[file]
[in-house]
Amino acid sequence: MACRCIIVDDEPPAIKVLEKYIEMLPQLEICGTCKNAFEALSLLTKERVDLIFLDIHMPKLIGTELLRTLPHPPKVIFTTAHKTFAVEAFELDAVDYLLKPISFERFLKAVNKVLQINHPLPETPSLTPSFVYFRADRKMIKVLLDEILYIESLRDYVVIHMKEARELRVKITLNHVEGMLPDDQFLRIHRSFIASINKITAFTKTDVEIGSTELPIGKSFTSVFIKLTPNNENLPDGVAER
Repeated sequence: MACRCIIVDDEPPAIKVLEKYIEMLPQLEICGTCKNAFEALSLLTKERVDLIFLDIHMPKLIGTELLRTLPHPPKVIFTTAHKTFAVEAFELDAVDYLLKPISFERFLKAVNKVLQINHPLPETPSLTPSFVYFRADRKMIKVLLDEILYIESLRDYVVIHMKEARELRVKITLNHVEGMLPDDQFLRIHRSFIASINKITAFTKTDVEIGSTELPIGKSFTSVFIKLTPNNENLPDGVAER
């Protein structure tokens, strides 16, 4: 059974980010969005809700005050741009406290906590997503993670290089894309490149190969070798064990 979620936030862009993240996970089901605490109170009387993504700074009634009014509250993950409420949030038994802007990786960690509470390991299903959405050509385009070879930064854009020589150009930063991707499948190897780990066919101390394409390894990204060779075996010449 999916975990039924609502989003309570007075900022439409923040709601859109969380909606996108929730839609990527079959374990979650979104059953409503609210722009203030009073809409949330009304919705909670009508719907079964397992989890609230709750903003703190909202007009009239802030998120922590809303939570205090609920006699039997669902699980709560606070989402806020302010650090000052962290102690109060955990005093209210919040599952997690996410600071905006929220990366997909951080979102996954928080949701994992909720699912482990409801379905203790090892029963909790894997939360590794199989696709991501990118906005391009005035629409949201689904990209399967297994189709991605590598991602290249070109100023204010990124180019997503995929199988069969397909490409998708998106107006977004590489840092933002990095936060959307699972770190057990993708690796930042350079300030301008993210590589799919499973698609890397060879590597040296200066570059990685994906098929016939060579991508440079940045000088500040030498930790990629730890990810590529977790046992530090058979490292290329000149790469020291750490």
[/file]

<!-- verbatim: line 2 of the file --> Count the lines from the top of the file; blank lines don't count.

Amino acid sequence: MACRCIIVDDEPPAIKVLEKYIEMLPQLEICGTCKNAFEALSLLTKERVDLIFLDIHMPKLIGTELLRTLPHPPKVIFTTAHKTFAVEAFELDAVDYLLKPISFERFLKAVNKVLQINHPLPETPSLTPSFVYFRADRKMIKVLLDEILYIESLRDYVVIHMKEARELRVKITLNHVEGMLPDDQFLRIHRSFIASINKITAFTKTDVEIGSTELPIGKSFTSVFIKLTPNNENLPDGVAER